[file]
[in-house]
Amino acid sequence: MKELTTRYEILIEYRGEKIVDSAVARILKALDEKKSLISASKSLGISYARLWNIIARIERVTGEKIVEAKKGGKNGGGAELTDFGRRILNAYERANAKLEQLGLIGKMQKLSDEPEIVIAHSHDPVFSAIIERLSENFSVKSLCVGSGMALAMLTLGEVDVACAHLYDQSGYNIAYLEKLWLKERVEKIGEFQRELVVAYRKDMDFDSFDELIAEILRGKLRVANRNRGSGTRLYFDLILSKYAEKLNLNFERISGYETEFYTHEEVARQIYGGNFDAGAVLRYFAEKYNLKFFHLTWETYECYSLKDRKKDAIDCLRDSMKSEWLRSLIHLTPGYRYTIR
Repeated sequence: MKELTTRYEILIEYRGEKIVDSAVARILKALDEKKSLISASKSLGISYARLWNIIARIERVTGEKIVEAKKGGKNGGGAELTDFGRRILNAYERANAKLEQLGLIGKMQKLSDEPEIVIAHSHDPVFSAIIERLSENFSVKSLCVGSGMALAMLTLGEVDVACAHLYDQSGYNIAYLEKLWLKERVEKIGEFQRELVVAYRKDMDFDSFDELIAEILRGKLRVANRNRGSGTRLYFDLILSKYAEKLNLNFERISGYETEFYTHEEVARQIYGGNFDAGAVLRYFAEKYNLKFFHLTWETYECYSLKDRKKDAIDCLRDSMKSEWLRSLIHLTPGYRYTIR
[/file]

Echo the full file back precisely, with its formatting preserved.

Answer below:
[in-house]
Amino acid sequence: MKELTTRYEILIEYRGEKIVDSAVARILKALDEKKSLISASKSLGISYARLWNIIARIERVTGEKIVEAKKGGKNGGGAELTDFGRRILNAYERANAKLEQLGLIGKMQKLSDEPEIVIAHSHDPVFSAIIERLSENFSVKSLCVGSGMALAMLTLGEVDVACAHLYDQSGYNIAYLEKLWLKERVEKIGEFQRELVVAYRKDMDFDSFDELIAEILRGKLRVANRNRGSGTRLYFDLILSKYAEKLNLNFERISGYETEFYTHEEVARQIYGGNFDAGAVLRYFAEKYNLKFFHLTWETYECYSLKDRKKDAIDCLRDSMKSEWLRSLIHLTPGYRYTIR
Repeated sequence: MKELTTRYEILIEYRGEKIVDSAVARILKALDEKKSLISASKSLGISYARLWNIIARIERVTGEKIVEAKKGGKNGGGAELTDFGRRILNAYERANAKLEQLGLIGKMQKLSDEPEIVIAHSHDPVFSAIIERLSENFSVKSLCVGSGMALAMLTLGEVDVACAHLYDQSGYNIAYLEKLWLKERVEKIGEFQRELVVAYRKDMDFDSFDELIAEILRGKLRVANRNRGSGTRLYFDLILSKYAEKLNLNFERISGYETEFYTHEEVARQIYGGNFDAGAVLRYFAEKYNLKFFHLTWETYECYSLKDRKKDAIDCLRDSMKSEWLRSLIHLTPGYRYTIR